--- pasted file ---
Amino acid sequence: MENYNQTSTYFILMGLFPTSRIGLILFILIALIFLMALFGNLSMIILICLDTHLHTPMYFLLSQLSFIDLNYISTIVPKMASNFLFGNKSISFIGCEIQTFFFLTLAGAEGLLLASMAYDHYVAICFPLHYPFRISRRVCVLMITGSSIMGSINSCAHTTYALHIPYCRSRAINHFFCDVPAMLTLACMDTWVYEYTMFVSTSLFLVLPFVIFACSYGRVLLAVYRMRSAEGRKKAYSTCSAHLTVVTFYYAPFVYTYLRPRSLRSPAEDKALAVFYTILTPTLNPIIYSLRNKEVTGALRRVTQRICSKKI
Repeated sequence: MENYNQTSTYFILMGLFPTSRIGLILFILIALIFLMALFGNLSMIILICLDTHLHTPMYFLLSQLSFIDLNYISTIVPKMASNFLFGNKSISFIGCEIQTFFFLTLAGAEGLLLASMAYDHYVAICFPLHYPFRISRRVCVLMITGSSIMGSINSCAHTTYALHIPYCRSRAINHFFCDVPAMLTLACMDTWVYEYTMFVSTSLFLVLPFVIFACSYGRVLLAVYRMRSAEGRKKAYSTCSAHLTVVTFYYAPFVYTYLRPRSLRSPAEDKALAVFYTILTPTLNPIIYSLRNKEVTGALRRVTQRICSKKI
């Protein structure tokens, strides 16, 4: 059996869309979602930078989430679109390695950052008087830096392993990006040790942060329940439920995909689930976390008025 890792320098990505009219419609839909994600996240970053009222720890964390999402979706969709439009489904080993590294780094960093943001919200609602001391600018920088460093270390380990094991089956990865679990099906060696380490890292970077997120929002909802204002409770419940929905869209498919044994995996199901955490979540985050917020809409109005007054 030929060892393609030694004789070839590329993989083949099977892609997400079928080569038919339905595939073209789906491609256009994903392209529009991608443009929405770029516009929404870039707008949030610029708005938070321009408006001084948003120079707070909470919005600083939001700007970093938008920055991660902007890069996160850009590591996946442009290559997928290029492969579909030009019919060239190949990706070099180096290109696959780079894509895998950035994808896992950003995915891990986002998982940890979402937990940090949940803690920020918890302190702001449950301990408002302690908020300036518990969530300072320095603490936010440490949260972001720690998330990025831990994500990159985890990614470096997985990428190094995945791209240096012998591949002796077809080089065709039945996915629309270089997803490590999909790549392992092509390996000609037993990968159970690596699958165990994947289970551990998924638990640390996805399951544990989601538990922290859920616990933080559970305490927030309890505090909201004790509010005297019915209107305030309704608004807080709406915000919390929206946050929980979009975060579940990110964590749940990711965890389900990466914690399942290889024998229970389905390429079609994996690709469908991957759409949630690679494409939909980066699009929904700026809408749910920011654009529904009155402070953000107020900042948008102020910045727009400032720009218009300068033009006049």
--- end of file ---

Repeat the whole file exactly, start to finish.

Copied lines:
Amino acid sequence: MENYNQTSTYFILMGLFPTSRIGLILFILIALIFLMALFGNLSMIILICLDTHLHTPMYFLLSQLSFIDLNYISTIVPKMASNFLFGNKSISFIGCEIQTFFFLTLAGAEGLLLASMAYDHYVAICFPLHYPFRISRRVCVLMITGSSIMGSINSCAHTTYALHIPYCRSRAINHFFCDVPAMLTLACMDTWVYEYTMFVSTSLFLVLPFVIFACSYGRVLLAVYRMRSAEGRKKAYSTCSAHLTVVTFYYAPFVYTYLRPRSLRSPAEDKALAVFYTILTPTLNPIIYSLRNKEVTGALRRVTQRICSKKI
Repeated sequence: MENYNQTSTYFILMGLFPTSRIGLILFILIALIFLMALFGNLSMIILICLDTHLHTPMYFLLSQLSFIDLNYISTIVPKMASNFLFGNKSISFIGCEIQTFFFLTLAGAEGLLLASMAYDHYVAICFPLHYPFRISRRVCVLMITGSSIMGSINSCAHTTYALHIPYCRSRAINHFFCDVPAMLTLACMDTWVYEYTMFVSTSLFLVLPFVIFACSYGRVLLAVYRMRSAEGRKKAYSTCSAHLTVVTFYYAPFVYTYLRPRSLRSPAEDKALAVFYTILTPTLNPIIYSLRNKEVTGALRRVTQRICSKKI
């Protein structure tokens, strides 16, 4: 059996869309979602930078989430679109390695950052008087830096392993990006040790942060329940439920995909689930976390008025 890792320098990505009219419609839909994600996240970053009222720890964390999402979706969709439009489904080993590294780094960093943001919200609602001391600018920088460093270390380990094991089956990865679990099906060696380490890292970077997120929002909802204002409770419940929905869209498919044994995996199901955490979540985050917020809409109005007054 030929060892393609030694004789070839590329993989083949099977892609997400079928080569038919339905595939073209789906491609256009994903392209529009991608443009929405770029516009929404870039707008949030610029708005938070321009408006001084948003120079707070909470919005600083939001700007970093938008920055991660902007890069996160850009590591996946442009290559997928290029492969579909030009019919060239190949990706070099180096290109696959780079894509895998950035994808896992950003995915891990986002998982940890979402937990940090949940803690920020918890302190702001449950301990408002302690908020300036518990969530300072320095603490936010440490949260972001720690998330990025831990994500990159985890990614470096997985990428190094995945791209240096012998591949002796077809080089065709039945996915629309270089997803490590999909790549392992092509390996000609037993990968159970690596699958165990994947289970551990998924638990640390996805399951544990989601538990922290859920616990933080559970305490927030309890505090909201004790509010005297019915209107305030309704608004807080709406915000919390929206946050929980979009975060579940990110964590749940990711965890389900990466914690399942290889024998229970389905390429079609994996690709469908991957759409949630690679494409939909980066699009929904700026809408749910920011654009529904009155402070953000107020900042948008102020910045727009400032720009218009300068033009006049």